That’s just one part of Reilly’s evolution in this episode. He also has sex with a young woman who was recently married to a stuffy and sickly English priest who looks to be nearing his 200th birthday. However, it was all just a guise to fool his Azerbaijani captors and escape with his oil report back to Britain. After she and her husband endured months of torture, they too are released and the wife, Margaret, has one heck of a story to tell. Reilly shows up, manages to sweep her off her feet, and convince her to marry him once her well-to-do husband dies. Presumably from the shock of his young wife’s infidelity (but in real life as a result of poison from Reilly and Margaret), the priest dies. Margaret inherits a fortune, which her new husband – Reilly – takes control of. They toast to the priest’s death with a chilled bottle of Lanson brut champagne.
How to Get the Look
Old school all the way. Pretty much everything about the suit screams vintage, so it would probably have to be a custom order if you wanted to replicate Reilly’s look. However, a modern take on it would probably look great if you can get your hands on a high-fastening mid-gray 3-piece suit.
- Gray wool sack suit, consisting of:
- Single-breasted 4-button sack coat with notch lapels, slanted welt breast pocket, straight flapped pockets, 3-button cuffs on gauntlet, and ventless rear
- Double-breasted vest with 14-button high-fastening front, welted chest and hip pockets, and adjustable rear strap across gray silk
- Flat front trousers with plain-hemmed bottoms, no rear pockets, and fishmouth rear waist for suspenders
- White dress shirt with a detachable thin white club collar and French double cuffs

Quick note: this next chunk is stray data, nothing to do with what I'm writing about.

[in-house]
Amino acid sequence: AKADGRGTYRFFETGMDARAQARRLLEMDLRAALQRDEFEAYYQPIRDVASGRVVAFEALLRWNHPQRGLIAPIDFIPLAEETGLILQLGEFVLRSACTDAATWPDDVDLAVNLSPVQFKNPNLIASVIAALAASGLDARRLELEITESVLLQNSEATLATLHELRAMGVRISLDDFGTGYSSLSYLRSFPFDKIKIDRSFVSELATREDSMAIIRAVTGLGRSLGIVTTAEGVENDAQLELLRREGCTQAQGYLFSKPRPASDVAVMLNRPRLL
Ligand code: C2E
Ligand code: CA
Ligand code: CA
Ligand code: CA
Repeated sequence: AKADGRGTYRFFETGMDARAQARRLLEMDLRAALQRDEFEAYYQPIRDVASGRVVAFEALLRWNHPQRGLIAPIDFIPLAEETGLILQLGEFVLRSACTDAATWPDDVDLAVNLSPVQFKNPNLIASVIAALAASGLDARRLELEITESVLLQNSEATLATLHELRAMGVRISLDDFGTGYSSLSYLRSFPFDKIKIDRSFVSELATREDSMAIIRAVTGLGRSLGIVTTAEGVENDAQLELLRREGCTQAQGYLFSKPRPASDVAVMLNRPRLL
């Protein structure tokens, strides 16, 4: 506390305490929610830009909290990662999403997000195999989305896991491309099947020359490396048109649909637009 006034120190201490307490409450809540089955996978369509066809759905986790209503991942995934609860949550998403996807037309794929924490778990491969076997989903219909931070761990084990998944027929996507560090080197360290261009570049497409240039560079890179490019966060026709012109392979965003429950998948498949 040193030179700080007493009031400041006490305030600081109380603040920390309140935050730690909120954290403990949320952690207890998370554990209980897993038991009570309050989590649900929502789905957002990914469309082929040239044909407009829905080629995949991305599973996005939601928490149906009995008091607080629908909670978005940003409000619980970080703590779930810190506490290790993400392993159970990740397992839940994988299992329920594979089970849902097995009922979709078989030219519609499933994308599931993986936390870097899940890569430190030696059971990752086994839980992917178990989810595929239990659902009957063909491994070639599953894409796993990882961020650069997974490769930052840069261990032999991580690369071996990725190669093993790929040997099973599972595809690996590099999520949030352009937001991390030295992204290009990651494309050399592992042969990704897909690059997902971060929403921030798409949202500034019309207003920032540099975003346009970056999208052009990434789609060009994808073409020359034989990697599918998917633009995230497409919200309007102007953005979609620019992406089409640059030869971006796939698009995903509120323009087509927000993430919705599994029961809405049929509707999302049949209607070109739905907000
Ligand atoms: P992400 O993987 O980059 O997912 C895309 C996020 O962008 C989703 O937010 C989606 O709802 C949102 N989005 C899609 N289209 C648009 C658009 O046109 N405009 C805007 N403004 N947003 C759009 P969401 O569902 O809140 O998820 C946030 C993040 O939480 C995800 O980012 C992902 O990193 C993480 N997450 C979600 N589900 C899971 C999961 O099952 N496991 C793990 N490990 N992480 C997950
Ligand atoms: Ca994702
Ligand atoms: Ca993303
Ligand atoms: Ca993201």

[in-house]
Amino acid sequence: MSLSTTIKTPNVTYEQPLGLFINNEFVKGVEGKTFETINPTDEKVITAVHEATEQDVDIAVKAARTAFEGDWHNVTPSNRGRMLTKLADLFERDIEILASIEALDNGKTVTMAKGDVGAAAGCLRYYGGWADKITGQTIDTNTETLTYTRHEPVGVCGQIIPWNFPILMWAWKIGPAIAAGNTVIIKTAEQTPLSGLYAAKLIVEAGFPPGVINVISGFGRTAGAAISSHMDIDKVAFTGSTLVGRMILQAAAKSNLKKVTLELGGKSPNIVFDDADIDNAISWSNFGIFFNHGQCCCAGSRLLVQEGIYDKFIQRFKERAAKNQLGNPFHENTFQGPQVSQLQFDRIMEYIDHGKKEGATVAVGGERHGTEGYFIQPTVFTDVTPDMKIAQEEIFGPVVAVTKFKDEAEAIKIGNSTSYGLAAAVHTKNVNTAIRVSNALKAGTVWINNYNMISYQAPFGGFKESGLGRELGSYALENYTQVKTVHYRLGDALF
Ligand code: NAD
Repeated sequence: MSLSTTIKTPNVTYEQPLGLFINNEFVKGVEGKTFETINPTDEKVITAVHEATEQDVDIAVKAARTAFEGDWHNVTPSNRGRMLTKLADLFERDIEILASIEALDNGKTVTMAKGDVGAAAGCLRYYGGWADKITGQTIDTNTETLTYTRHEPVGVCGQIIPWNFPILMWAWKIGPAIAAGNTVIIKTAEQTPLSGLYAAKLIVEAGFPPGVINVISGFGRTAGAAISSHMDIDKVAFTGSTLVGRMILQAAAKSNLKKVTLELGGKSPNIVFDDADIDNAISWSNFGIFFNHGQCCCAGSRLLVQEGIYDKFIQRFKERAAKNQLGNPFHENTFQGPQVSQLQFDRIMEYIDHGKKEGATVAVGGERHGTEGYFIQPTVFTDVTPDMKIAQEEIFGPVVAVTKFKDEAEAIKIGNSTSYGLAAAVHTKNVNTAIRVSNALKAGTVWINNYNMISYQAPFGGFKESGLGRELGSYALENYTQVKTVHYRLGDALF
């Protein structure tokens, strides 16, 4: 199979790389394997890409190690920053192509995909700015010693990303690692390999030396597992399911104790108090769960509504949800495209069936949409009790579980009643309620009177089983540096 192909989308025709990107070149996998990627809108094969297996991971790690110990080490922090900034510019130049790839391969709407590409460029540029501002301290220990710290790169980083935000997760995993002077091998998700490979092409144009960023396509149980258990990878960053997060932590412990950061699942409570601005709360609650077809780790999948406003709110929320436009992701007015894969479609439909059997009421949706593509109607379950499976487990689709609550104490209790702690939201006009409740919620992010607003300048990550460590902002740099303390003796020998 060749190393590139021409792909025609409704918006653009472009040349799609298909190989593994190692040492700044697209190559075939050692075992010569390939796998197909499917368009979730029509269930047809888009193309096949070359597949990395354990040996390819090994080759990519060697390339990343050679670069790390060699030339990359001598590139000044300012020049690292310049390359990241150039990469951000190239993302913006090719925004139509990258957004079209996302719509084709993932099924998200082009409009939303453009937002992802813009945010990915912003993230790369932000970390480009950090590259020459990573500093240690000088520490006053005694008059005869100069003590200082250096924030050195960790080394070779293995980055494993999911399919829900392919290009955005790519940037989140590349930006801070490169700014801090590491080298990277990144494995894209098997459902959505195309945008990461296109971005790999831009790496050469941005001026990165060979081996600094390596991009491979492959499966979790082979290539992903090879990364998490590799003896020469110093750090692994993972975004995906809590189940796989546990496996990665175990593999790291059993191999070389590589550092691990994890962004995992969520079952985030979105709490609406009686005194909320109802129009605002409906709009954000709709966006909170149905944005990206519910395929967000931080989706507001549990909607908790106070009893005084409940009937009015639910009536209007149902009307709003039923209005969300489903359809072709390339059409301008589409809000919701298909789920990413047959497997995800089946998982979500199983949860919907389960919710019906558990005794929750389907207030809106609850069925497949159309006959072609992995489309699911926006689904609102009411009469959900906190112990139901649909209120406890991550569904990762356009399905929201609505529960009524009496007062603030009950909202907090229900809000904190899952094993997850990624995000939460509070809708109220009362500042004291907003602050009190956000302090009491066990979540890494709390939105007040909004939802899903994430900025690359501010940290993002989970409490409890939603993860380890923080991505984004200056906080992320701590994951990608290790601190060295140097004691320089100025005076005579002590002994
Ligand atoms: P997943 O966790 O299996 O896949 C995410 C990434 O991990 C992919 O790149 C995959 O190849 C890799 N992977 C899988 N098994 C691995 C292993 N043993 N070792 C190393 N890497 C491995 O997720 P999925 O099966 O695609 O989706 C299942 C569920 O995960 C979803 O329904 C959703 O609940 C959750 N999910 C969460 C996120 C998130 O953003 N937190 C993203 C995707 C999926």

- Round silver cuff links and collar studs
- Thin black four-in-hand necktie
- Pearl tie stickpin
- Black leather balmorals/oxford shoes
- Black dress socks
- Silver pocket watch, worn in vest pocket and attached to silver “single Albert” chain and silver shield-shaped fob
- Black homburg with black grosgrain ribbon
- Black double-breasted belted overcoat with 4-button front, peak lapels (w/ velvet collars), flapped hip pockets, and flapped ticket pocket
- Black leather gloves
- Black umbrella
- Black walking stick
We don’t see his suspenders, but I’m sure that they too are BLACK.
Do Yourself a Favor and…
Buy the series.
This suit is only seen in the first episode, “An Affair with a Married Woman.”
Seldom have I met a woman of more fortunate circumstances… young, beautiful, and about to come into a lot of money.
Reilly is shown working for Commander Cummings, the series’ version of Sir Mansfield Smith-Cumming, the eventual chief of MI6. At this point in time (1901), Cumming had little to do with the fledgling British Secret Service, which wasn’t formally in existence until 1909. Prior to that, the War Office had operated a counterintelligence division headed by William Melville and initiated in 1903, still two years after the series began.
At this point in history, Reilly was likely an informant in anarchist circles in London, reporting to Melville, who was the superintendent of Special Branch. His seduction and eventual marriage to Margaret had also taken place a few years earlier. As I mention in the post, it was most certainly a case of murder rather than the “accidental death” suggested by the series. I go into much more depth about this in my previous Reilly post.